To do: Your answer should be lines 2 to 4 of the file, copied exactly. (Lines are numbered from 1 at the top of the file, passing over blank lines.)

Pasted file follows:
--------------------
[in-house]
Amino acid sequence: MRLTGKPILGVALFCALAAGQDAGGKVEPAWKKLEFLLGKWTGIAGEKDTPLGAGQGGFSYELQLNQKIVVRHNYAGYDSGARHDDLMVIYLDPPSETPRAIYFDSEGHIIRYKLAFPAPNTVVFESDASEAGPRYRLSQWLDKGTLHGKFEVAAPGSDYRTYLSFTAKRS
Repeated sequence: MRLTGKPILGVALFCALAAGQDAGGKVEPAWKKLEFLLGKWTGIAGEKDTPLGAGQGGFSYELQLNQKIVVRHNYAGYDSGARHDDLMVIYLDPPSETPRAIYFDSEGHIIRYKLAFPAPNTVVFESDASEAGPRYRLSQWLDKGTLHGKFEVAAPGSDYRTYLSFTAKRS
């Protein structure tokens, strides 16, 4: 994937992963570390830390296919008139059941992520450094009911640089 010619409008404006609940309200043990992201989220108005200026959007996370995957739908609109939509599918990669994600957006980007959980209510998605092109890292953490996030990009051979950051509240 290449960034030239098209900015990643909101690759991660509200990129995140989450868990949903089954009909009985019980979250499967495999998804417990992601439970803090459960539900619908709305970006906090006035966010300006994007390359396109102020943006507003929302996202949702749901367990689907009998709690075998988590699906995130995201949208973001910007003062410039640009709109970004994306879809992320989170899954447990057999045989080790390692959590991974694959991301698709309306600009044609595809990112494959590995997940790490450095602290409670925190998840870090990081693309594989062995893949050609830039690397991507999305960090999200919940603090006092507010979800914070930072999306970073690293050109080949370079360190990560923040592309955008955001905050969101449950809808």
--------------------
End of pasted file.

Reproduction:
Amino acid sequence: MRLTGKPILGVALFCALAAGQDAGGKVEPAWKKLEFLLGKWTGIAGEKDTPLGAGQGGFSYELQLNQKIVVRHNYAGYDSGARHDDLMVIYLDPPSETPRAIYFDSEGHIIRYKLAFPAPNTVVFESDASEAGPRYRLSQWLDKGTLHGKFEVAAPGSDYRTYLSFTAKRS
Repeated sequence: MRLTGKPILGVALFCALAAGQDAGGKVEPAWKKLEFLLGKWTGIAGEKDTPLGAGQGGFSYELQLNQKIVVRHNYAGYDSGARHDDLMVIYLDPPSETPRAIYFDSEGHIIRYKLAFPAPNTVVFESDASEAGPRYRLSQWLDKGTLHGKFEVAAPGSDYRTYLSFTAKRS
């Protein structure tokens, strides 16, 4: 994937992963570390830390296919008139059941992520450094009911640089 010619409008404006609940309200043990992201989220108005200026959007996370995957739908609109939509599918990669994600957006980007959980209510998605092109890292953490996030990009051979950051509240 290449960034030239098209900015990643909101690759991660509200990129995140989450868990949903089954009909009985019980979250499967495999998804417990992601439970803090459960539900619908709305970006906090006035966010300006994007390359396109102020943006507003929302996202949702749901367990689907009998709690075998988590699906995130995201949208973001910007003062410039640009709109970004994306879809992320989170899954447990057999045989080790390692959590991974694959991301698709309306600009044609595809990112494959590995997940790490450095602290409670925190998840870090990081693309594989062995893949050609830039690397991507999305960090999200919940603090006092507010979800914070930072999306970073690293050109080949370079360190990560923040592309955008955001905050969101449950809808």